Monday, August 9, 2010

Making The Case

Theodore Olson, the former Bush administration Solicitor General and plaintiff’s attorney in the Perry v. Schwarzenegger Prop 8 case was on Fox News Sunday yesterday. For nearly fifteen minutes Chris Wallace tried every right-wing talking point he could come up with to get him to crack on the preposterous notion that Teh Gayz have an equal right to marriage in this country, but in the end he had to basically concede that Mr. Olson had done a very good job of making the case for marriage equality.



You can tell that Mr. Wallace is running out of gas when he gets to the point of questioning Mr. Olson about the company he keeps in defending the rights of marriage equality: “Hollywood liberal Rob Reiner”! Eek.

One point that Mr. Wallace did not bring up is the argument made by the religious factions against marriage equality: that same-sex marriage is a violation of God’s law and that the state has a duty to prevent these unholy unions from taking place. That’s because Perry v. Schwarzenegger is a civil rights case, not a case of religious discrimination. The fact that the state has deputized the church in a legal procedure does not have any bearing on the civil matter. Churches or synagogues can refuse to perform same-sex ceremonies just as they can refuse to perform weddings for non-parishioners or non-religious couples, and if the Supreme Court rules that same-sex couples have the right to get married, that won’t change. Granting a right does not force anyone to do anything unless they have been unfairly denying that right to someone in the first place.

Meanwhile, over at CBS on Face The Nation, David Boies, Mr. Olson’s co-counsel, went up against Tony Perkins, the head of the Family Research Council (aka the Church of I Hate You) and basically called him a liar on national TV.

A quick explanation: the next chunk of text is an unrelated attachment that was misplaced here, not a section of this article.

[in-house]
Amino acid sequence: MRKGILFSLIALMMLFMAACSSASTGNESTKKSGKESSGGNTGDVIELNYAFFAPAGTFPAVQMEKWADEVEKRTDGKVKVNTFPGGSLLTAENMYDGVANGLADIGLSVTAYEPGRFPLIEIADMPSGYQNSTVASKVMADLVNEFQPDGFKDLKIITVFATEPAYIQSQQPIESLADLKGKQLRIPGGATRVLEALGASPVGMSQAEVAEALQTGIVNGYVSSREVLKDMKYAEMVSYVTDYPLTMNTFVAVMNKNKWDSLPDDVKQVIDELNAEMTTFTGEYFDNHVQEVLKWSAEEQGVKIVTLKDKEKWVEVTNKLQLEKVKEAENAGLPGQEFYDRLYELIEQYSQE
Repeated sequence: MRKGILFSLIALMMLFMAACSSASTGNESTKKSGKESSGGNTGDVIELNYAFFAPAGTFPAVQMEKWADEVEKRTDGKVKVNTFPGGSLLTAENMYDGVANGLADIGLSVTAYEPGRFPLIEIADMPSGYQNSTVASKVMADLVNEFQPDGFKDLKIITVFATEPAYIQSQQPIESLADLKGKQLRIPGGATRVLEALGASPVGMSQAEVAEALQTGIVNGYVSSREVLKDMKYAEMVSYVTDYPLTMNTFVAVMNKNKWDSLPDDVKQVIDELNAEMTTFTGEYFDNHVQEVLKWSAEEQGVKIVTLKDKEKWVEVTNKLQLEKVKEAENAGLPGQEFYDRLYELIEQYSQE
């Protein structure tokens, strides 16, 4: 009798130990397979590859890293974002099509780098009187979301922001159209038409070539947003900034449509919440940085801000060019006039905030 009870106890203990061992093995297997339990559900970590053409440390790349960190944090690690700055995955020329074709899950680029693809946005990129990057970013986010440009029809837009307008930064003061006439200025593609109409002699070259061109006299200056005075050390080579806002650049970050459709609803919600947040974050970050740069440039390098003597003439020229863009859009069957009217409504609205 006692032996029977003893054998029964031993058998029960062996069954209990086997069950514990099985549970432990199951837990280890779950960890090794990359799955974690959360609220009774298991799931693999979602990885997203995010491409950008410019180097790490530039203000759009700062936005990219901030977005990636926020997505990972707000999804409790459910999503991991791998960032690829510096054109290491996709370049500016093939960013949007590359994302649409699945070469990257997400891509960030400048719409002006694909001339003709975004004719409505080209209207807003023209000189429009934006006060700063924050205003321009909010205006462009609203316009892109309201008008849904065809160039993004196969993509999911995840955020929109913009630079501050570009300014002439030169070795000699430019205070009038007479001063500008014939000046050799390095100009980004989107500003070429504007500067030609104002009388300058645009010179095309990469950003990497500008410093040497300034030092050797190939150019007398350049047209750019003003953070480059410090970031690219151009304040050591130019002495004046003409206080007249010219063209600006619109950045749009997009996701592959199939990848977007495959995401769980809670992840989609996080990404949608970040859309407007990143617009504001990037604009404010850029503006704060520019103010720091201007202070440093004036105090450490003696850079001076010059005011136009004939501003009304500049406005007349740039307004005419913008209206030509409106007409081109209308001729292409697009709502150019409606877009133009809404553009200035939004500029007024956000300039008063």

“In a court of law you’ve got to come in and you’ve got to support those opinions, you’ve got to stand up under oath and cross-examination,” Boies said. “And what we saw at trial is that it’s very easy for the people who want to deprive gay and lesbian citizens of the right to vote [sic] to make all sorts of statements and campaign literature, or in debates where they can’t be cross-examined.

“But when they come into court and they have to support those opinions and they have to defend those opinions under oath and cross-examination, those opinions just melt away. And that’s what happened here. There simply wasn’t any evidence, there weren’t any of those studies. There weren’t any empirical studies. That’s just made up. That’s junk science. It’s easy to say that on television. But a witness stand is a lonely place to lie. And when you come into court you can’t do that.

“That’s what we proved: We put fear and prejudice on trial, and fear and prejudice lost,” Boies said.

Both of these examples are how this case is going to be won.